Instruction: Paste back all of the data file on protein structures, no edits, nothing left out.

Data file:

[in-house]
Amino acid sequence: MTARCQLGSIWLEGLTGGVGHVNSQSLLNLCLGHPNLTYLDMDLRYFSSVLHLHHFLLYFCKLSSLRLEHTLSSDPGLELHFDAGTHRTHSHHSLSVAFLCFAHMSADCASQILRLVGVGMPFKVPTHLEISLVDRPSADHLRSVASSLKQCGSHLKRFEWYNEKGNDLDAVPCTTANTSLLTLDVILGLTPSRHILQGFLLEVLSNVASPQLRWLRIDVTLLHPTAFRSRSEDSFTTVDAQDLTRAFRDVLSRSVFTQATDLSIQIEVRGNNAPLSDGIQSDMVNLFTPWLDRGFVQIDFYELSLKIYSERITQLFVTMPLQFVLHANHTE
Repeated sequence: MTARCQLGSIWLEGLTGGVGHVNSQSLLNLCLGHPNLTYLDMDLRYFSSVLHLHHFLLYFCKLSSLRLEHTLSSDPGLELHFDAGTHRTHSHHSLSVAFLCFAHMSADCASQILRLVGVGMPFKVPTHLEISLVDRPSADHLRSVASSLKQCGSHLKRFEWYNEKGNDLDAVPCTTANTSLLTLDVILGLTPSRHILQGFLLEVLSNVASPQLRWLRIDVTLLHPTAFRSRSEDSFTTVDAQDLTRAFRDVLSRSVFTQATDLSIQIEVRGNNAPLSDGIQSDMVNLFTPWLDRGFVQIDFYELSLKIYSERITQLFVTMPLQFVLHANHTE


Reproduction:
[in-house]
Amino acid sequence: MTARCQLGSIWLEGLTGGVGHVNSQSLLNLCLGHPNLTYLDMDLRYFSSVLHLHHFLLYFCKLSSLRLEHTLSSDPGLELHFDAGTHRTHSHHSLSVAFLCFAHMSADCASQILRLVGVGMPFKVPTHLEISLVDRPSADHLRSVASSLKQCGSHLKRFEWYNEKGNDLDAVPCTTANTSLLTLDVILGLTPSRHILQGFLLEVLSNVASPQLRWLRIDVTLLHPTAFRSRSEDSFTTVDAQDLTRAFRDVLSRSVFTQATDLSIQIEVRGNNAPLSDGIQSDMVNLFTPWLDRGFVQIDFYELSLKIYSERITQLFVTMPLQFVLHANHTE
Repeated sequence: MTARCQLGSIWLEGLTGGVGHVNSQSLLNLCLGHPNLTYLDMDLRYFSSVLHLHHFLLYFCKLSSLRLEHTLSSDPGLELHFDAGTHRTHSHHSLSVAFLCFAHMSADCASQILRLVGVGMPFKVPTHLEISLVDRPSADHLRSVASSLKQCGSHLKRFEWYNEKGNDLDAVPCTTANTSLLTLDVILGLTPSRHILQGFLLEVLSNVASPQLRWLRIDVTLLHPTAFRSRSEDSFTTVDAQDLTRAFRDVLSRSVFTQATDLSIQIEVRGNNAPLSDGIQSDMVNLFTPWLDRGFVQIDFYELSLKIYSERITQLFVTMPLQFVLHANHTE